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Re: Views on atonement
« Reply #34 on: June 15, 2017, 01:09:23 AM »
I never said Jesus' humanity wasn't important to the orthodoxy church.  I said it wasn't as emphasized as much as other churches. 

Oh?

What a beautiful photo.
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Offline Rohzek

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Re: Views on atonement
« Reply #35 on: June 15, 2017, 01:55:50 AM »
Lemme know how St. Athanasius' book goes. I haven't read it. And I honestly keep quiet about this particular theological point, because I'm not certain what is correct, so naturally I'm curious to learn more.
« Last Edit: June 15, 2017, 01:56:20 AM by Rohzek »
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Offline Ainnir

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Re: Views on atonement
« Reply #36 on: June 15, 2017, 07:29:54 AM »
Lemme know how St. Athanasius' book goes. I haven't read it. And I honestly keep quiet about this particular theological point, because I'm not certain what is correct, so naturally I'm curious to learn more.

If you're a Kindle person, I think you can get it for a dollar or two. 

Offline urg8rb8

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Re: Views on atonement
« Reply #37 on: June 15, 2017, 10:39:48 AM »
Lemme know how St. Athanasius' book goes. I haven't read it. And I honestly keep quiet about this particular theological point, because I'm not certain what is correct, so naturally I'm curious to learn more.

I will!  I'm curious about this topic as well hoping to get an answer here.  But it seems like a really complex area of discussion because no one has been able to answer it.  If all the staunch, scholarly Orthodox that come on this board can't answer it, you know the theology around this topic is very complex!
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Offline Iconodule

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Re: Views on atonement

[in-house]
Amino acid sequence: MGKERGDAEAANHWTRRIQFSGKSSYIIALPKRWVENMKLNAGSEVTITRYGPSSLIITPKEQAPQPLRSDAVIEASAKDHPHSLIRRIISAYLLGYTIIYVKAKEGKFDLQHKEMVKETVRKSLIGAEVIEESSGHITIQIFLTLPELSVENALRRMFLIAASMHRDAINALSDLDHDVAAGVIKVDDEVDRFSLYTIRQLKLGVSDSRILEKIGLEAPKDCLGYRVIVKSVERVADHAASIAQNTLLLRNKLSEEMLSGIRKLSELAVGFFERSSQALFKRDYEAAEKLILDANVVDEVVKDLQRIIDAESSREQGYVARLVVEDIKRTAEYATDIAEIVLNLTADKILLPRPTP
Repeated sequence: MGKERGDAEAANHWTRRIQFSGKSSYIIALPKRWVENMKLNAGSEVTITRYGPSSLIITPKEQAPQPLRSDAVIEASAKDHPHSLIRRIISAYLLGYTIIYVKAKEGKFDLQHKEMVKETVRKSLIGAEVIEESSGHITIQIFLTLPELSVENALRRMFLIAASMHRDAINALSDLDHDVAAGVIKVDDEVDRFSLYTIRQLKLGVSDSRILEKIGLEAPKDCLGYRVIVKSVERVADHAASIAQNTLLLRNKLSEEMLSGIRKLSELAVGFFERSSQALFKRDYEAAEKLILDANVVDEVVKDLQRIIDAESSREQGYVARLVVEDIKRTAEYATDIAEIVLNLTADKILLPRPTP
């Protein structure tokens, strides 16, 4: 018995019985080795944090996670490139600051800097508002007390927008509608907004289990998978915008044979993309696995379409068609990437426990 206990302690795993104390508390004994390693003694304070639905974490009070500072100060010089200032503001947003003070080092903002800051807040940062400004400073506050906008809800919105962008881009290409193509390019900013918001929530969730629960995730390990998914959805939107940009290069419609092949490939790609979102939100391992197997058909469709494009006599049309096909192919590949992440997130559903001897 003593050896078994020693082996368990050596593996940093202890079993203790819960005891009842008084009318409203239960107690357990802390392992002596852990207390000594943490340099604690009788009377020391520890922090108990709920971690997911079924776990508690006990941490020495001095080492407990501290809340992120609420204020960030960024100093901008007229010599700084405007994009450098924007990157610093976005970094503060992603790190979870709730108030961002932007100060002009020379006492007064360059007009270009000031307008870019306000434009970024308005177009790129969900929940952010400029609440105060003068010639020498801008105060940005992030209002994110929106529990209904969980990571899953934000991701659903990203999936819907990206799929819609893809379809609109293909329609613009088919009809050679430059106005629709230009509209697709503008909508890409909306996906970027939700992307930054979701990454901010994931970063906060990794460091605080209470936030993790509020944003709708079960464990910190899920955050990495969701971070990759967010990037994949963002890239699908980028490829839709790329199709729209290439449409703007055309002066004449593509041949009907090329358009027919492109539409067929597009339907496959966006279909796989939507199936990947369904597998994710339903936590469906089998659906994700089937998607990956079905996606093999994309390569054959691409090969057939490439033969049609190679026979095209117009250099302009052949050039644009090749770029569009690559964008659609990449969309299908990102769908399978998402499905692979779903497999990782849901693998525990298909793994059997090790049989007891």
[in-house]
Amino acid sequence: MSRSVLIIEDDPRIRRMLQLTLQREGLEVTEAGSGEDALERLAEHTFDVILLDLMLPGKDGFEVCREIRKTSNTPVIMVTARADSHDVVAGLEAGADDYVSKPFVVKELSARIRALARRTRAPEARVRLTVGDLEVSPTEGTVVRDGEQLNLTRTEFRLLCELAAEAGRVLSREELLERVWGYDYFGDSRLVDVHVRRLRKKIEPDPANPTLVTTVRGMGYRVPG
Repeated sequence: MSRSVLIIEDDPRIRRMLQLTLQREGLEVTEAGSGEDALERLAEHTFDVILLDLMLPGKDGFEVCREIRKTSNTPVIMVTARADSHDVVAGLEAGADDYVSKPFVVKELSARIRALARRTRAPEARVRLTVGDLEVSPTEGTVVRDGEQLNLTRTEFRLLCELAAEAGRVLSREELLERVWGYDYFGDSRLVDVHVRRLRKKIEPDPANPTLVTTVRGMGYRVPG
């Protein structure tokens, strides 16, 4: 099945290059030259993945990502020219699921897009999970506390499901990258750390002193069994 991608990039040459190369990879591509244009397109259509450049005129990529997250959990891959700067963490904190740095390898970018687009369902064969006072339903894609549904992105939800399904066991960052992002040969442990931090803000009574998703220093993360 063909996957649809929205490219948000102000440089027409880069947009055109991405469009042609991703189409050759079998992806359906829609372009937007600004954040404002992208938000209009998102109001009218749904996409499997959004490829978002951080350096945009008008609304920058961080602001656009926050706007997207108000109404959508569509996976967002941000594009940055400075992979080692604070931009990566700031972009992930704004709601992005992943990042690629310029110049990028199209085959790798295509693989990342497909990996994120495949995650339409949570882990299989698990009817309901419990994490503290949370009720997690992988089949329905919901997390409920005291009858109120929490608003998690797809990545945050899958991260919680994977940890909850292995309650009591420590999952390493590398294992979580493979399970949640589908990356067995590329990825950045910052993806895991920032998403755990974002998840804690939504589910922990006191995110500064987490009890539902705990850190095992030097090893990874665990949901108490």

« Reply #38 on: June 15, 2017, 10:44:22 AM »
Lemme know how St. Athanasius' book goes. I haven't read it. And I honestly keep quiet about this particular theological point, because I'm not certain what is correct, so naturally I'm curious to learn more.

I will!  I'm curious about this topic as well hoping to get an answer here.  But it seems like a really complex area of discussion because no one has been able to answer it.  If all the staunch, scholarly Orthodox that come on this board can't answer it, you know the theology around this topic is very complex!

It's also highly possible that people just don't feel like rehashing something that can be easily found via Google search and which has been covered on this very forum in numerous other threads, especially if one has to start by dissecting nonsensical assumptions ("Orthodoxy emphasizes the divinity more than the humanity"; "Orthodoxy emphasizes the resurrection over the crucifixion") made by someone who clearly thinks he knows a lot that he, in fact, does not.
« Last Edit: June 15, 2017, 10:44:44 AM by Iconodule »
Quote
“A goose to hatch the Crystal Egg after an Eagle had half-hatched it! Aye, aye, to be sure, that’s right,” said the Old Woman of Beare. “And now you must go find out what happened to it. Go now, and when you come back I will give you your name.”
- from The King of Ireland's Son, by Padraic Colum

Offline Hinterlander

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Re: Views on atonement
« Reply #39 on: June 15, 2017, 10:48:24 AM »
Lemme know how St. Athanasius' book goes. I haven't read it. And I honestly keep quiet about this particular theological point, because I'm not certain what is correct, so naturally I'm curious to learn more.